• What the model looks like and how it works
    • The origins of the model
    • Developments of the model
    • Some things to think about
    • Notes
  42. SERVQUAL: aligning customer expectations and company perfromance
    • What the model looks like and how it works
    • The origins of the model
    • Developments of the model
    • Some things to think about
    • Notes
  43. SIMALTO: identifying the customer value placed on product or service improvements
    • What the model looks like and how it works
    • The origins of the model
    • Developments of the model
    • Some things to think about
    • Notes
  44. Stage gate new product development: planning the development and launch of new products and services
    • What the model looks like and how it works
    • The origins of the model
    • Developments of the model
    • Some things to think about
    • Notes
  45. SWOT analysis: analysing growth opportunities at product, team or business level?
    • What the model looks like and how it works
    • The origins of the model
    • Developments of the model
    • Some things to think about
    • Notes
  46. System 1 and System 2 thinking: identifying the emotional forces that drive decisions
    • What the model looks like and how it works
    • The origins of the model
    • Developments of the model
    • Some things to think about
    • Notes
  47. USP: pinpointing the unique selling point of a product or service
    • What the model looks like and how it works
    • The origins of the model
    • Developments of the model
    • Some things to think about
    • Notes
  48. Value-based marketing: adding value to products and services to improve profitability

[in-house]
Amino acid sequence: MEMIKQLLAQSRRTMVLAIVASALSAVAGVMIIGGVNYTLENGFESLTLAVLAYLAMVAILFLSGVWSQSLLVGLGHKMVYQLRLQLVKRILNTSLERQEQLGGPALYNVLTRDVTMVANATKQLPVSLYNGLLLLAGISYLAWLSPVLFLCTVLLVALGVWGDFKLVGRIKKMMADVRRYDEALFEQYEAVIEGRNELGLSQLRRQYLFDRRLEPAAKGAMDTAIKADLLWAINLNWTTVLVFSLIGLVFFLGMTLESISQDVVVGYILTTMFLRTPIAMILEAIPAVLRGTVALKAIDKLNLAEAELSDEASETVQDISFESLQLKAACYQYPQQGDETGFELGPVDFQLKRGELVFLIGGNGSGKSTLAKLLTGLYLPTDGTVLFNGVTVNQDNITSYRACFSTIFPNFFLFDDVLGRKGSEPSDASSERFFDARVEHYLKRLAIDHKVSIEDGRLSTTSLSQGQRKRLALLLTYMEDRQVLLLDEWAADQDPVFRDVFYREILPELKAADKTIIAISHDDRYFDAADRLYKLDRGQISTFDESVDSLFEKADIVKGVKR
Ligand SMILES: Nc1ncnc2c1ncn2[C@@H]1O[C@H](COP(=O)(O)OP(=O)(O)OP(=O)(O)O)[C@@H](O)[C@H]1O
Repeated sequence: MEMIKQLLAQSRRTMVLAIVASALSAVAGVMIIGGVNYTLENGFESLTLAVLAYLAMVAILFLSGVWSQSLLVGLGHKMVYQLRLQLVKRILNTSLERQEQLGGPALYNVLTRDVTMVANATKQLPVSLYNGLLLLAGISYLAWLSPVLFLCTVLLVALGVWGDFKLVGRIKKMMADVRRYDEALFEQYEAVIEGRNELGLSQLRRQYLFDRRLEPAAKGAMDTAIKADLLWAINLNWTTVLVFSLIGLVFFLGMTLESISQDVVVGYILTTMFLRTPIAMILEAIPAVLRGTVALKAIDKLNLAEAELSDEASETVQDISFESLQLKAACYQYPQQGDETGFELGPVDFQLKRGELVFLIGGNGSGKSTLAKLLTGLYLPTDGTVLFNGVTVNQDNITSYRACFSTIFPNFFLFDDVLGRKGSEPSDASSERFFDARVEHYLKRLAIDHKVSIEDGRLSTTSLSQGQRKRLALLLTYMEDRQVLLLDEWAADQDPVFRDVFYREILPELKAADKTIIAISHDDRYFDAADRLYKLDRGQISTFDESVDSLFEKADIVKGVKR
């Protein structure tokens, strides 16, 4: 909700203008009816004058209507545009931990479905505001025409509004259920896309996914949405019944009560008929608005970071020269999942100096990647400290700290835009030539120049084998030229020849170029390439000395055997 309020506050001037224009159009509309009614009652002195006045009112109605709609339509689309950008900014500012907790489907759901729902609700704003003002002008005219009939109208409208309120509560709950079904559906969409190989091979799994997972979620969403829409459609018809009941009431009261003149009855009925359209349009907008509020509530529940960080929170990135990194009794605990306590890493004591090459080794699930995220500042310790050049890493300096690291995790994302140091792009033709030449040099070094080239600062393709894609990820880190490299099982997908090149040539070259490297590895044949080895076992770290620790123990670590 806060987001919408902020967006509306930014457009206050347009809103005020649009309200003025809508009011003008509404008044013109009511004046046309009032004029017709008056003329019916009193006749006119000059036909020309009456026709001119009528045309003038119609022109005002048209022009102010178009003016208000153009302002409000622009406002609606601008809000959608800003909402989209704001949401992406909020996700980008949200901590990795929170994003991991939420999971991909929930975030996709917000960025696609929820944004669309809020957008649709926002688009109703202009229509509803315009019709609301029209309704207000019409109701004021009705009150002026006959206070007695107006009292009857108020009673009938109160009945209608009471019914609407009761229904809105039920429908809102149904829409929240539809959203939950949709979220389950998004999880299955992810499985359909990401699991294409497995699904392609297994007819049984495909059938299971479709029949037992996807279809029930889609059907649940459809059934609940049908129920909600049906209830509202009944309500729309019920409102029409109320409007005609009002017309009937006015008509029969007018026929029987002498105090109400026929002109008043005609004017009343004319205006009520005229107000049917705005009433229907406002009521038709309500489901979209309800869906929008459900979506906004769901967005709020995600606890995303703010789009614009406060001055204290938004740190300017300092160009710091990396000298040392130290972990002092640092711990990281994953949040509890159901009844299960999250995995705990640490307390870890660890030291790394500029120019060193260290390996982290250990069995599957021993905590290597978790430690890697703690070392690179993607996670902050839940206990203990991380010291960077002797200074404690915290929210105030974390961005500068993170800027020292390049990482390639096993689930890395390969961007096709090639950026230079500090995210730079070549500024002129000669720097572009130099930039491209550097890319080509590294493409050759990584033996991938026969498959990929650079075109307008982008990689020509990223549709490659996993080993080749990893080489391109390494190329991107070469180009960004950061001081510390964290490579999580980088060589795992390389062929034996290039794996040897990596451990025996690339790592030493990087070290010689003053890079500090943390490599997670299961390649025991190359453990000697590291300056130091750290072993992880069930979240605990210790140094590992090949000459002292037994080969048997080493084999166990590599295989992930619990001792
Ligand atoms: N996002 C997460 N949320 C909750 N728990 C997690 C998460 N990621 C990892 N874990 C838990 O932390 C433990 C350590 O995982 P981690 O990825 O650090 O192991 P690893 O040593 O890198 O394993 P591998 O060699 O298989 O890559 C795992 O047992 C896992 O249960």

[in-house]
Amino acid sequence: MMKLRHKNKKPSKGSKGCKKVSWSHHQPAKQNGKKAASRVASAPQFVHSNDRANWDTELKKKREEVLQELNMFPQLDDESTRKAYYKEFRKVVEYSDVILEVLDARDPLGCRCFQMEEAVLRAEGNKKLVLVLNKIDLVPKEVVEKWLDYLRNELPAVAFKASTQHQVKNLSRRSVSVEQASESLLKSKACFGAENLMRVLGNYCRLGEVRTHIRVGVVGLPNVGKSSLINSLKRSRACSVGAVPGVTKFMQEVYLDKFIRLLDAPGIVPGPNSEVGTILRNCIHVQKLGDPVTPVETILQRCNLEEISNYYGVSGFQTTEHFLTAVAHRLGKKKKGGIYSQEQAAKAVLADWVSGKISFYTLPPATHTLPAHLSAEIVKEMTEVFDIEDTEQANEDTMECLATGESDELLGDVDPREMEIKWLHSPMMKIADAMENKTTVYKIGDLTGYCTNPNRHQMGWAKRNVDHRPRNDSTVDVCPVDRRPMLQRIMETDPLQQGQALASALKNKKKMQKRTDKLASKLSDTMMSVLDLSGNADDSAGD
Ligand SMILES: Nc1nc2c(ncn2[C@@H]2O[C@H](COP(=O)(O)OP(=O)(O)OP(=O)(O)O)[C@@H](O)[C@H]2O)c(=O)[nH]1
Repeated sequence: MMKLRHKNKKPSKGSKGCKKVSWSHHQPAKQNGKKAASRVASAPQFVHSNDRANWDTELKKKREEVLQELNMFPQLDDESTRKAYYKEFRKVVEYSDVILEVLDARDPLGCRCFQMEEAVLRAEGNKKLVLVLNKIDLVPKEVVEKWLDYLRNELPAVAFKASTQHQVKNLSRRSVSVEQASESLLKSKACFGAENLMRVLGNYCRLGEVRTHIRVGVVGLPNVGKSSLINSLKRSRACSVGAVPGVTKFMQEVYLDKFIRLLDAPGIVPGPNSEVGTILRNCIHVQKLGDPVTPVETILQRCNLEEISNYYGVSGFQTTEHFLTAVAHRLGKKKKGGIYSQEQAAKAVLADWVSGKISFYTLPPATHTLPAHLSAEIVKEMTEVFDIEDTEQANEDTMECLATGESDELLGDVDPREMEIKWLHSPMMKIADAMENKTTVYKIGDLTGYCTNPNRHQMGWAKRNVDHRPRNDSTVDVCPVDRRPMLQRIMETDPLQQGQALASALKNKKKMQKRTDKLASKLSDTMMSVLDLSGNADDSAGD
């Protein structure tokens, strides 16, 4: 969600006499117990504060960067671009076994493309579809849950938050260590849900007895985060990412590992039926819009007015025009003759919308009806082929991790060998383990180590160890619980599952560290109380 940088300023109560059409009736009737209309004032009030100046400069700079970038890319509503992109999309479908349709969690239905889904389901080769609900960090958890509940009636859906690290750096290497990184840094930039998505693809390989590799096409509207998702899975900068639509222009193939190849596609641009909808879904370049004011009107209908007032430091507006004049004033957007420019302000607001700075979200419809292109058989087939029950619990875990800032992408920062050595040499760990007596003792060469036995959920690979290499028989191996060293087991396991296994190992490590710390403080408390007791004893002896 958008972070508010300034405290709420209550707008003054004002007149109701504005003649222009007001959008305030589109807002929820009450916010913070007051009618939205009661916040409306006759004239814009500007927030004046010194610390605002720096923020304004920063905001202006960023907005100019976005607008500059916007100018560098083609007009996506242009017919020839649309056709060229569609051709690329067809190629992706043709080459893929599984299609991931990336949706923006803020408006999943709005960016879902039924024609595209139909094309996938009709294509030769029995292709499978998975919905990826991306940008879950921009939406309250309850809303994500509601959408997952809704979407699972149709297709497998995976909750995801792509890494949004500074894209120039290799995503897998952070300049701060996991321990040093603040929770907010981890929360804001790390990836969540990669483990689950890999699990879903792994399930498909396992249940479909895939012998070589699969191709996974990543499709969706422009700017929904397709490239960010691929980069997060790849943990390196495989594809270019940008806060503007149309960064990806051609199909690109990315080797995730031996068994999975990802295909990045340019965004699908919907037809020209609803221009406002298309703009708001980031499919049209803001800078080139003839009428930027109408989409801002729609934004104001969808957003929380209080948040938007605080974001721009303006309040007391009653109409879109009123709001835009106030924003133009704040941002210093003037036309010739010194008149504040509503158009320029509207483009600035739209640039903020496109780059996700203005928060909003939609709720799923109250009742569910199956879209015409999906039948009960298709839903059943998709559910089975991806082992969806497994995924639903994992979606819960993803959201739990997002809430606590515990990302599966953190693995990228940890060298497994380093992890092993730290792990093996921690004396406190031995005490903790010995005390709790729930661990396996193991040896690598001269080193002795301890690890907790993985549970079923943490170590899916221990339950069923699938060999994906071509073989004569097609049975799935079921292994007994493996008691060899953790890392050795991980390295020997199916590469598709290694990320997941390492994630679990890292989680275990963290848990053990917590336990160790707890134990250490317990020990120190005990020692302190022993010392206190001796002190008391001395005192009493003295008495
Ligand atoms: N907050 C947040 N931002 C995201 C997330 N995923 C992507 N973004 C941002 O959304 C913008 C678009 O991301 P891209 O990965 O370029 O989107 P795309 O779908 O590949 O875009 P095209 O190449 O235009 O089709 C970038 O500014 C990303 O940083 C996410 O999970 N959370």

• What the model looks like and how it works
    • The origins of the model
    • Developments of the model
    • Some things to think about
    • Notes
  49. Value chain: identifying product or service value during the manufacturing process
    • What the model looks like and how it works
    • The origins of the model
    • Developments of the model
    • Some things to think about
    • Notes
  50. Value equivalence line: managing price and product benefits in a business strategy
    • What the model looks like and how it works
    • The origins of the model
    • Developments of the model
    • Some things to think about
    • Notes
  51. Value net: how to benefit from competitor collaboration
    • What the model looks like and how it works
    • The origins of the model
    • Developments of the model
    • Some things to think about
    • Notes

Reviews

The Business Models Handbook

Reviewed by Roland Buresund

Outstanding ********* (9 out of 10)

Last modified: Dec. 7, 2019, 1:01 p.m.

Well, first a caveat, it is not about traditional business models, but about tools, techniques etc for marketing and strategy. In fact, probably more than enough to get you through most of an MBA.

And it is extremely well written, with logical flows, explanations, etc, that I find few faults with it.

Unfortunately, the author limited himself to "only" 50 topics, I would have loved to see another 20-25 in there (like Balanced Scorecards, Strategyzers models, etc.), but you can't have everything you want and the topics covered are very well thought through.

Absolutely recommended.